Naga Chilli Popcorn

chilli collage

My preconceptions of naga chilli products are different to most. Here is a photograph of me taken during an afternoon spent repackaging naga bhut jolokia chilli powder. Yes, the face mask was entirely necessary. The itchy throat and tingly fingers reminded me only too well that I was dealing with one of the hottest chilli peppers in the world – used as tear gas in India, and ranked ten times higher than Scotch Bonnets on the Scoville Scale which measures chilli hotness.

Repackaging naga chilli powder

Repackaging naga chilli powder

With this association of naga in mind, and also packaging which pictured a fire-breathing man, I was expecting something hot. I mean, really hot.

The Snaxco popcorn was really quick and easy to make, as is the way with microwavable popcorn. Just a couple of minutes in the microwave, until the popping slowed to 2 seconds between pops.  I tipped it into a bowl, and hey presto.

The popcorn was charmingly spicy. It warmed the inside of my mouth, and made my lips pleasantly tingly. But nothing eye-watering. And here lies my only criticism of the product – there’s some incontinuity between the packaging and the popcorn. It’s packaged in a laddish way: ‘Fire in the Hole’ the website threatens, bandying about the word ‘naga’ like the popcorn is quite literally going to blow my head off. It’s marketed almost like something you’d eat as a dare. But the actual product is delicious. A lovely, amount of heat. Just perfect. But certainly not something which is going to make me breathe fire.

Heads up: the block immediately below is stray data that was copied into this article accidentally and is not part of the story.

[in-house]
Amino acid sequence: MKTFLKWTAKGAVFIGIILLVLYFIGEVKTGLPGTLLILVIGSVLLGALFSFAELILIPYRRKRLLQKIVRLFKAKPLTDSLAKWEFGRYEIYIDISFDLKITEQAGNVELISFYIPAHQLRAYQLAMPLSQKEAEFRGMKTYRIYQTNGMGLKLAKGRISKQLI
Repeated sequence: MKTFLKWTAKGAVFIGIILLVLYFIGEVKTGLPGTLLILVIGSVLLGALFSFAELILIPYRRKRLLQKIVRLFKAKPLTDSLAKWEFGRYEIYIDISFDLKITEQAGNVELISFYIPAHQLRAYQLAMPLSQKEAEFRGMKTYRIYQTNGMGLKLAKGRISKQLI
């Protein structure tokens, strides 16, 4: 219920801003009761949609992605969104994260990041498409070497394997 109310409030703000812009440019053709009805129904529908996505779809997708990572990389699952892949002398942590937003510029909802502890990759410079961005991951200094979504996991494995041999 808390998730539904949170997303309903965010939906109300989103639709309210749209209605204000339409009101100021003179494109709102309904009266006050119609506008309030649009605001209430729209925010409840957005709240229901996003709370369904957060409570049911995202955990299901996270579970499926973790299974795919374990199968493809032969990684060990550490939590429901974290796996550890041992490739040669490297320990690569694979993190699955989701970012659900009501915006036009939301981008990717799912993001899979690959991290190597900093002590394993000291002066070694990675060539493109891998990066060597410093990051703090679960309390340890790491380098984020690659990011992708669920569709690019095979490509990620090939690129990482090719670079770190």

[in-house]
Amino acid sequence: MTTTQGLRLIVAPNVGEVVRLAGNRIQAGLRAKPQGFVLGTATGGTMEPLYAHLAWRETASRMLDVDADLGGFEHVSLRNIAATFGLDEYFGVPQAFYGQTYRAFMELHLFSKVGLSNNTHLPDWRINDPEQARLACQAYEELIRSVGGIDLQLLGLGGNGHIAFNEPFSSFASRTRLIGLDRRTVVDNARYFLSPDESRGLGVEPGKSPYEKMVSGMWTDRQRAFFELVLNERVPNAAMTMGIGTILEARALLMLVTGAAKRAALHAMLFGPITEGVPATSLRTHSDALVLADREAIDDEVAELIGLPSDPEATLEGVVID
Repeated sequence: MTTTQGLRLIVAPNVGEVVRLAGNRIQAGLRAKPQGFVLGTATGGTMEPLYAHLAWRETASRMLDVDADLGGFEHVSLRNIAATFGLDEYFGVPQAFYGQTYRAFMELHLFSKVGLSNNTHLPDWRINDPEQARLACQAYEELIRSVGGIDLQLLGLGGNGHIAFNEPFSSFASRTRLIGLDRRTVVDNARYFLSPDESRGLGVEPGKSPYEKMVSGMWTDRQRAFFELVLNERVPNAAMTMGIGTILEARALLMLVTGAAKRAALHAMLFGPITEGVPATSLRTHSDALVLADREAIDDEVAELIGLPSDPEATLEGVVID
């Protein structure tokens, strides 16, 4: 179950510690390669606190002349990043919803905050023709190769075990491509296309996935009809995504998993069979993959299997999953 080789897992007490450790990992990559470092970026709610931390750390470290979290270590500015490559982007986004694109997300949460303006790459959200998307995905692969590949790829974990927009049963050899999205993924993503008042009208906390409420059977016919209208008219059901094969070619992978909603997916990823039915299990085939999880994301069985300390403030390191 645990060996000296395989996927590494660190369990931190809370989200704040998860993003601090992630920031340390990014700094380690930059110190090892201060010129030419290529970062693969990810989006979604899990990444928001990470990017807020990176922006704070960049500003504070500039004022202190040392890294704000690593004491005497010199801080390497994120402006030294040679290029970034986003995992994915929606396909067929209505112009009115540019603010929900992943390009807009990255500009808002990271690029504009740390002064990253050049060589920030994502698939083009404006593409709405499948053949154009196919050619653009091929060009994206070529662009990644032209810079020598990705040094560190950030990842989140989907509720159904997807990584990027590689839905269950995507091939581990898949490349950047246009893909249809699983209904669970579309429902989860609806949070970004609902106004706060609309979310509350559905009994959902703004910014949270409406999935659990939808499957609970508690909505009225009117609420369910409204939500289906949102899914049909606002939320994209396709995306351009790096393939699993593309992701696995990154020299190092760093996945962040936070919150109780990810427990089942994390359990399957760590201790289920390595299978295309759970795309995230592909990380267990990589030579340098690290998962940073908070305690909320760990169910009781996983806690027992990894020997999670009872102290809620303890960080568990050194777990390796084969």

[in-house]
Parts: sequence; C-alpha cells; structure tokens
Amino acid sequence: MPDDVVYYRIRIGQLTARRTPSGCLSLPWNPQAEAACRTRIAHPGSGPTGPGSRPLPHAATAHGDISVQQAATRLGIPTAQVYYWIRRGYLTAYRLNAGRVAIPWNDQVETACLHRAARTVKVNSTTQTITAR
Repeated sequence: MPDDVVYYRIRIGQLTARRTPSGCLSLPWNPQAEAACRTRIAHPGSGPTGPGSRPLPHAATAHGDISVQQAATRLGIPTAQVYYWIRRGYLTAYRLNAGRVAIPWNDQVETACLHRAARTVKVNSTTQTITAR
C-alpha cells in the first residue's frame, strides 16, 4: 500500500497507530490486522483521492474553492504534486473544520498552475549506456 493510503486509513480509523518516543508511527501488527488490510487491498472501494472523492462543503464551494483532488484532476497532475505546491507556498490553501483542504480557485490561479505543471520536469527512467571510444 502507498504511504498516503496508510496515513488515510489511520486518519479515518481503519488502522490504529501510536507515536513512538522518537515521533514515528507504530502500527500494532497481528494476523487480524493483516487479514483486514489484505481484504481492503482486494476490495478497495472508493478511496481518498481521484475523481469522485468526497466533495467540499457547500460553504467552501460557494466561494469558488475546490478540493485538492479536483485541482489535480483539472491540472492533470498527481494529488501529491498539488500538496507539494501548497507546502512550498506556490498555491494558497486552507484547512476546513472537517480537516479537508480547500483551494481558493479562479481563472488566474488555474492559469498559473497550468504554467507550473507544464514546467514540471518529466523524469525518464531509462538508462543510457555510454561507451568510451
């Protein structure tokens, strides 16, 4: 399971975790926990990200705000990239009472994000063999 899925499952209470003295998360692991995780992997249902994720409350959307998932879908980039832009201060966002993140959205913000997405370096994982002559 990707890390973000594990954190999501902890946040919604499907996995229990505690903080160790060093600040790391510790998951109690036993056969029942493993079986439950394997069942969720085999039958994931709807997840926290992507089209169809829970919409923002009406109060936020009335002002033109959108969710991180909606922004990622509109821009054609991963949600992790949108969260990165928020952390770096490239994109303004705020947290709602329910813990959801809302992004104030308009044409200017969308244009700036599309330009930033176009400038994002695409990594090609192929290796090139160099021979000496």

New popcorn companies are quite literally popping-up all over Britain at the moment. I suppose it’s cheap to produce, and is popular as a low-calorie snack. There’s Joe & Seph’s, King’s Road Gourmet Popcorn, Blooms,  Portlebay Popcorn, Popcorn Kitchen, Drum & Kernal, Metcalfe’s Skinny Popcorn, Peter Popple’s Popcorn … you get the picture. But flavours have generally been down-the-line sweet or salty (Joe & Seph’s excluded). Interestingly, look at American popcorn brands, and there’s lots more savoury experimentation, such as Pop Gourmet Popcorn’s Sriracha and jalapeño flavours. As American food trends have a way of crossing the Atlantic eventually, perhaps Snax Co. are onto something.

So best of luck to them. If my only criticism is the incongruity between the Tear Gas Chilli packaging, and the tasty product, then that’s quite a good thing really.

See the tour dates on the Naga Chilli Popcorn website: www.epicsnax.com

 

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